Audio News for March 1st to March 7th.

Welcome to the Audio News from Archaeologica! I’m
Laura Pettigrew and these are the headlines in
archaeological and historical news from March 1st to
March 7th.

Ancient Viking harbor works found


Our first story is from western Norway, where
archaeologists have found the remains of a harbor
complex built 1,000 years ago by the Vikings. This
is the first of its kind discovered in the country.
The ancient harbor, located near the west coast city
of Trondheim and some 250 miles north of Oslo, was
discovered when a local landowner started work on a
small boat dock and found it to be the same spot
chosen a millennium earlier. The Vikings werelegendary for bold voyages as far as North America
in open longboats. Those longboats were also
essential transportation along Norway's long coast,
and the reason for the construction of port
facilities. Local history buffs noticed the stumps
of at least 10 pilings sticking out from the water
but believed they were dated as recently as the
1880s. However, they took a sample of the wood for
laboratory for dating and it turned out to be 1,000
years old. Experts suspect that one reason the
Vikings had a major harbor at this location is
because it is only a short distance from Frostating,
a site where Vikings gathered for huge
decision-making assemblies and festivals.
Archaeologists will study the area before it is
covered over as part of modern harbor developments.

Original Headline: Dozens of Inca mummies found
in Peru


In Peru, following on the discovery of the two
mummies last week, archaeologists have uncovered an
Inca burial site intact outside Lima dating back to
the 15th Century. A team has been working on the
site, located on a barren hill outside the capital.
So far, 26 tombs have been found, containing an
unknown number of mummies and funereal artifacts.
The researchers were allowed to search the area,
which is part of a huge ancient cemetery complex,
ahead of the construction of a new road. The graves
have been described as belonging to middle class
Inca who lived in this locality during the Inca
Empire, between 1472 and 1532. In 1533, the Incas
were defeated at the hands of the Spanish
conquistadors. The cemetery area, called
Puruchuco-Huaquerones (POOR-oo-CHOO-co
WAH-care-OH-naze), was the largest Inca cemetery in
Peru and the largest excavated cemetery in the
Western Hemisphere. But observers say the new find
is a rare piece of luck for archaeologists. It is
believed those buried in the recently found tombs
were all textile makers. Ninety-nine percent of the
tools in the tombs are those used in some aspect of
textile production, from cloth dying to dressmaking,
needles to looms. The discovery is intact and thearea showed evidence of funeral offerings such as
corn, beans, coca leaves and pots.

Major dig begins in ancient Jewish city of Tiberias


In Israel, a dig to uncover the ancient city of
Tiberias has begun as part of a project to
reconstruct the old city and create an
archaeological park on the site. The excavations on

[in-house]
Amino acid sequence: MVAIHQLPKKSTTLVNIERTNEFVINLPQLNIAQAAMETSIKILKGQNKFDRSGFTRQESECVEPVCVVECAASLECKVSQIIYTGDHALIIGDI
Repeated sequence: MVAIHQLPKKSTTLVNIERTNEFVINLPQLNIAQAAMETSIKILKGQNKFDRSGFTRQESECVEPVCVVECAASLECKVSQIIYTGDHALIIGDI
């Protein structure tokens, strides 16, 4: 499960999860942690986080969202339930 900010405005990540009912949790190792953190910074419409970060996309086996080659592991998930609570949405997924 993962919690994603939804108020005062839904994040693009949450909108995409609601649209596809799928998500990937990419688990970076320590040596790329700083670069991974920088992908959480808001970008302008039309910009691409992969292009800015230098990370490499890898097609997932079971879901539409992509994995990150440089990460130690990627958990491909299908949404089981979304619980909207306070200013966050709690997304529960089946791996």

the site of Talmudic Tiberias, which existed in the
Roman period some 1,800 years ago, are expected to
take 10 to 15 years. Some 35 students have started
cleaning up the large compound close to the southern
shore of Lake Kinneret (KIN-ner-ET), which is now
covered with mounds of garbage and a sewage plant.
Dozens of European and American students are to join
them next week, as well as students from a school in
Be'er Sheva (ber SHE-ba). Professor Yizhar
(yi-ZHARR) Hirschfeld, the archaeologist in charge,
said that the excavations will focus on the bath
house, the cardo and the marketplace of the ancient
city. Later, the diggers will advance to the eastern
part of the old city, toward the Kinneret
(KIN-ner-ET). That is the site of the Basilica,
where the Sanhedrin (san-HED-ren), the Supreme Court
of the time, is believed to have sat. They hope to
find evidence of the activities of the Sanhedrin
(san-HED-ren)at the site. Tiberias was founded in AD
20 and its community survived until the 11th century.

New Egyptian inscription names unknown
predynastic king


Our final story is from Egypt, where an American
archaeological expedition working with the Supreme
Council of Antiquities discovered a rocky
inscription with a royal name dating back to the
pre-dynastic era. Found in the Al-Kharga (al KAR-ga)
oasis region, the royal name from the 32nd century
BC is unknown. The inscription showed a new royal
name, which read Hoor within a shape representing
the old pharaonic palace topped with the bird of
Horus, common during the 1st and 2nd dynasties. The
chairman of the US archaeological expedition, Dr.Solima Al-Harram (al HAR-em) pointed out that the
discovery would reveal new information about the
Egyptian royal presence in the western desert in the
pre-dynastic era. She theorized that the inscription
indicated trade activities with Africa through the
western desert, possibly to find different natural
raw materials for buildings and industries during
that early period of the Egyptian history preceding
the era of the unified country.

That wraps up the news for this week!
For more stories and daily news updates, visit
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I’m Laura Pettigrew and I’ll see you next week!